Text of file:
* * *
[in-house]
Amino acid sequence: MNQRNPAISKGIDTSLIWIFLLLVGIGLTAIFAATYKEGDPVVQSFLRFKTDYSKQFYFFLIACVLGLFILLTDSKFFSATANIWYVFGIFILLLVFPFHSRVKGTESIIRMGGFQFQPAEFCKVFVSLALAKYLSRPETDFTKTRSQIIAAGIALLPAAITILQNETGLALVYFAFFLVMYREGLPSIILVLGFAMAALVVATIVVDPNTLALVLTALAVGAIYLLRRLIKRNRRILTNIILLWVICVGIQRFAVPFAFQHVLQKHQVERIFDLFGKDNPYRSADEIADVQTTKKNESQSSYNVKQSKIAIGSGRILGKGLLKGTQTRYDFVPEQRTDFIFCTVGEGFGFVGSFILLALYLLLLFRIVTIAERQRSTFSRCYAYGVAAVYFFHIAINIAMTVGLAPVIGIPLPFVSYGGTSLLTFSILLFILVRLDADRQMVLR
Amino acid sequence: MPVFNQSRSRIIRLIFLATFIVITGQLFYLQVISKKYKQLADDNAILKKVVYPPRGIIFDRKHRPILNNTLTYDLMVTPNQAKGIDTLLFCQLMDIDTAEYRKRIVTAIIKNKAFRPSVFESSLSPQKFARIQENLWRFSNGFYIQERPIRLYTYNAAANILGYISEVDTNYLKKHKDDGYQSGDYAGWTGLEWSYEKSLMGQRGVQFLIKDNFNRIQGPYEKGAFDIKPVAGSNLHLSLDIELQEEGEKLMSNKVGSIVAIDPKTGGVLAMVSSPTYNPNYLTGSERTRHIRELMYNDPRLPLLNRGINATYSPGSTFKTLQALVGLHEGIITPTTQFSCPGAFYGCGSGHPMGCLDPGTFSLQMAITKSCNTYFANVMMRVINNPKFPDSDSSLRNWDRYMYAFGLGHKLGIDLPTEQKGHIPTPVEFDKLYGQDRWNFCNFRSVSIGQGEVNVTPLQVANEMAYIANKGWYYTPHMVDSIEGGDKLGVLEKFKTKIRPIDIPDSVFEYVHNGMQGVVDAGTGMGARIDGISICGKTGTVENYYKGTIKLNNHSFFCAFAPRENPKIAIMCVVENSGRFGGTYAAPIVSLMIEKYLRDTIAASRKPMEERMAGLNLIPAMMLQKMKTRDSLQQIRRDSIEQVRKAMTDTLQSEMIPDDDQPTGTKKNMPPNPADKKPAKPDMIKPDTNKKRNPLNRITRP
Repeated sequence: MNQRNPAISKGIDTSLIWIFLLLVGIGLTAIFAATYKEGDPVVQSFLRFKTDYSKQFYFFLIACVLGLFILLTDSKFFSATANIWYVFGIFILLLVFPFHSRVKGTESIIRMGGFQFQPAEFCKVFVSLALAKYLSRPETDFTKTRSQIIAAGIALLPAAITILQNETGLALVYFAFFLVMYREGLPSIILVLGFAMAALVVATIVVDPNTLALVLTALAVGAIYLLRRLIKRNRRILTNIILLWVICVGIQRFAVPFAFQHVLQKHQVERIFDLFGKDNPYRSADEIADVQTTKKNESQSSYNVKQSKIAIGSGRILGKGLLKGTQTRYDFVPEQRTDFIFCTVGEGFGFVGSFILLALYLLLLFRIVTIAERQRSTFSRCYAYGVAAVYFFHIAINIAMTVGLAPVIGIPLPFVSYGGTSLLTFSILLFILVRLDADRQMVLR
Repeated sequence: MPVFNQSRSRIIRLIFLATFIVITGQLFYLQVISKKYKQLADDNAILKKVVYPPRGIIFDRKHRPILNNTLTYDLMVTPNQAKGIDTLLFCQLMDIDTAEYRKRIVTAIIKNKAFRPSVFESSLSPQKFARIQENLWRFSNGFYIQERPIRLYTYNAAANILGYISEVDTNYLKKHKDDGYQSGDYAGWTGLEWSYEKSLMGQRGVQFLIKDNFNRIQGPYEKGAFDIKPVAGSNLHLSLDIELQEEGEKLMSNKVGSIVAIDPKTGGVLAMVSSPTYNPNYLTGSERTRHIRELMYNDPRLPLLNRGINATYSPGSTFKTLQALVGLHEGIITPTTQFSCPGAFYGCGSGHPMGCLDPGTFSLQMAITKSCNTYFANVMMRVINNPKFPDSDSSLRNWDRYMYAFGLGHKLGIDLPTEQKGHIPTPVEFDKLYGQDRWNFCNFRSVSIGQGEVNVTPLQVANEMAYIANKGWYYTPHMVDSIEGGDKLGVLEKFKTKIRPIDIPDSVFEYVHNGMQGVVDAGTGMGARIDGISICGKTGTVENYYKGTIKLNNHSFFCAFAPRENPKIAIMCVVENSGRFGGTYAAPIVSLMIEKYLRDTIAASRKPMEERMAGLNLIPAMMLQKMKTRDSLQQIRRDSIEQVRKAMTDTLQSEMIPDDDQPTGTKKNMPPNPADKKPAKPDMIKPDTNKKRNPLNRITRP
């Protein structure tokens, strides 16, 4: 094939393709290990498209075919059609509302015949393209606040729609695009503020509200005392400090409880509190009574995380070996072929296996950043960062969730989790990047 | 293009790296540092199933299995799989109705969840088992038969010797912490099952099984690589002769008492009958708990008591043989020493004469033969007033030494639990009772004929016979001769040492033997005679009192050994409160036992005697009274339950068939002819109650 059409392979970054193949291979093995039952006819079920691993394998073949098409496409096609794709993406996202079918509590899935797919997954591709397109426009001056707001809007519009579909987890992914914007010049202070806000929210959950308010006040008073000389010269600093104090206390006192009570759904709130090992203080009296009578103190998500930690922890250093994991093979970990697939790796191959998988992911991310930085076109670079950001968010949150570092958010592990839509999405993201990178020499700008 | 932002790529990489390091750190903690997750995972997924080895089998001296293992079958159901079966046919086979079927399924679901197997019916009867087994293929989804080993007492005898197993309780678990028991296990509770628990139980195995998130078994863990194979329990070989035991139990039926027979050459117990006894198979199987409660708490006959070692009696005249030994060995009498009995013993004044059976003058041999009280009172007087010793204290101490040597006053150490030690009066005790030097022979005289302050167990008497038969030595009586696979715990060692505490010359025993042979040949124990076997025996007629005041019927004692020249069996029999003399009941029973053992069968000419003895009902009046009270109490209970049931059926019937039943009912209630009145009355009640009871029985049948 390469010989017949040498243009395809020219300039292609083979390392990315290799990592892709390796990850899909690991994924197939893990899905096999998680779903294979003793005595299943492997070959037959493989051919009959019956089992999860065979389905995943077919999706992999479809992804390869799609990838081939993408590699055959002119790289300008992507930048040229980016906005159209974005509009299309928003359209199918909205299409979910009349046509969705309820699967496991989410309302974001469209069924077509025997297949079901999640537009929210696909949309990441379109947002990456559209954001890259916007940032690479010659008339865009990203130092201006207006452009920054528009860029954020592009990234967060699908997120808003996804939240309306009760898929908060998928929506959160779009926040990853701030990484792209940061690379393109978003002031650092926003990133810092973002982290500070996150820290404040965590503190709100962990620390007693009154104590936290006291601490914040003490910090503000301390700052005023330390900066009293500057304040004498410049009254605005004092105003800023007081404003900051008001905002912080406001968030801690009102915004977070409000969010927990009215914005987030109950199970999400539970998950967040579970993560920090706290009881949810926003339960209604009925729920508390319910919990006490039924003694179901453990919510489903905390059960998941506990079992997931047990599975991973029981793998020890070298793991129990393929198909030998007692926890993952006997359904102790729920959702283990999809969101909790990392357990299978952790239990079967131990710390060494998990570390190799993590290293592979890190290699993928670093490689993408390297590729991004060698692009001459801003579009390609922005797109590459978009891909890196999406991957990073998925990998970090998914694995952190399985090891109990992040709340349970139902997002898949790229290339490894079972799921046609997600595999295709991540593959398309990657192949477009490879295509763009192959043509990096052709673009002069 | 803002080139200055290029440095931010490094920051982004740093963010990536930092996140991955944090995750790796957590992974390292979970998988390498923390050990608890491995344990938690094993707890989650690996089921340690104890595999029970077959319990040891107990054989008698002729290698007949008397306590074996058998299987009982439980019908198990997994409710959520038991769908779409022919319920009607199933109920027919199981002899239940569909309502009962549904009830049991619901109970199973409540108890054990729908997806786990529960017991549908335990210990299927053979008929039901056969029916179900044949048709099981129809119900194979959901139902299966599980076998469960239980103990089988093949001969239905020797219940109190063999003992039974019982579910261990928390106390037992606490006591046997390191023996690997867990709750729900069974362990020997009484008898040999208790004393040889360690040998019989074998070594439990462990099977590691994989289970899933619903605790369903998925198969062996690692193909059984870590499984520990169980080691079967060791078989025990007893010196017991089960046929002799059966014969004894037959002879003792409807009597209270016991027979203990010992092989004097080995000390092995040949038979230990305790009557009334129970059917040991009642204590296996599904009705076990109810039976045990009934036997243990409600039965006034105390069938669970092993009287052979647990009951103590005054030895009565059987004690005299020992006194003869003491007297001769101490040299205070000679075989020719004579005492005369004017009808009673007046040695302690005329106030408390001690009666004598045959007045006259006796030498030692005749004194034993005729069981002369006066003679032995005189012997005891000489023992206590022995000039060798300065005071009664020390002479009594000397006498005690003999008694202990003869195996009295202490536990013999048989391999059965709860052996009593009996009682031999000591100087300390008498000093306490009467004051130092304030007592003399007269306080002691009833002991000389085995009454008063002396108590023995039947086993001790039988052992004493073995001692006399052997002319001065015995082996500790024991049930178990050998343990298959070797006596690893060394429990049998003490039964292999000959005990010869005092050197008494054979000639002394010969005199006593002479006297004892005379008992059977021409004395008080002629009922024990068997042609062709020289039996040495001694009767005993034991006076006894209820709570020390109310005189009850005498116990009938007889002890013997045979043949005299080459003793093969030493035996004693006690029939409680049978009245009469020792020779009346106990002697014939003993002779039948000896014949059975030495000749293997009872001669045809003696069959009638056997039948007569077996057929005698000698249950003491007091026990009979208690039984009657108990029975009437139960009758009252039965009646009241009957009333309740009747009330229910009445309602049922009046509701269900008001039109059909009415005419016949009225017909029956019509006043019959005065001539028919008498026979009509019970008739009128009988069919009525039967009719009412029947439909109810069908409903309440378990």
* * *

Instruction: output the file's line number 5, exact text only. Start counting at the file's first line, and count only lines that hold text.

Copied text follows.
Repeated sequence: MPVFNQSRSRIIRLIFLATFIVITGQLFYLQVISKKYKQLADDNAILKKVVYPPRGIIFDRKHRPILNNTLTYDLMVTPNQAKGIDTLLFCQLMDIDTAEYRKRIVTAIIKNKAFRPSVFESSLSPQKFARIQENLWRFSNGFYIQERPIRLYTYNAAANILGYISEVDTNYLKKHKDDGYQSGDYAGWTGLEWSYEKSLMGQRGVQFLIKDNFNRIQGPYEKGAFDIKPVAGSNLHLSLDIELQEEGEKLMSNKVGSIVAIDPKTGGVLAMVSSPTYNPNYLTGSERTRHIRELMYNDPRLPLLNRGINATYSPGSTFKTLQALVGLHEGIITPTTQFSCPGAFYGCGSGHPMGCLDPGTFSLQMAITKSCNTYFANVMMRVINNPKFPDSDSSLRNWDRYMYAFGLGHKLGIDLPTEQKGHIPTPVEFDKLYGQDRWNFCNFRSVSIGQGEVNVTPLQVANEMAYIANKGWYYTPHMVDSIEGGDKLGVLEKFKTKIRPIDIPDSVFEYVHNGMQGVVDAGTGMGARIDGISICGKTGTVENYYKGTIKLNNHSFFCAFAPRENPKIAIMCVVENSGRFGGTYAAPIVSLMIEKYLRDTIAASRKPMEERMAGLNLIPAMMLQKMKTRDSLQQIRRDSIEQVRKAMTDTLQSEMIPDDDQPTGTKKNMPPNPADKKPAKPDMIKPDTNKKRNPLNRITRP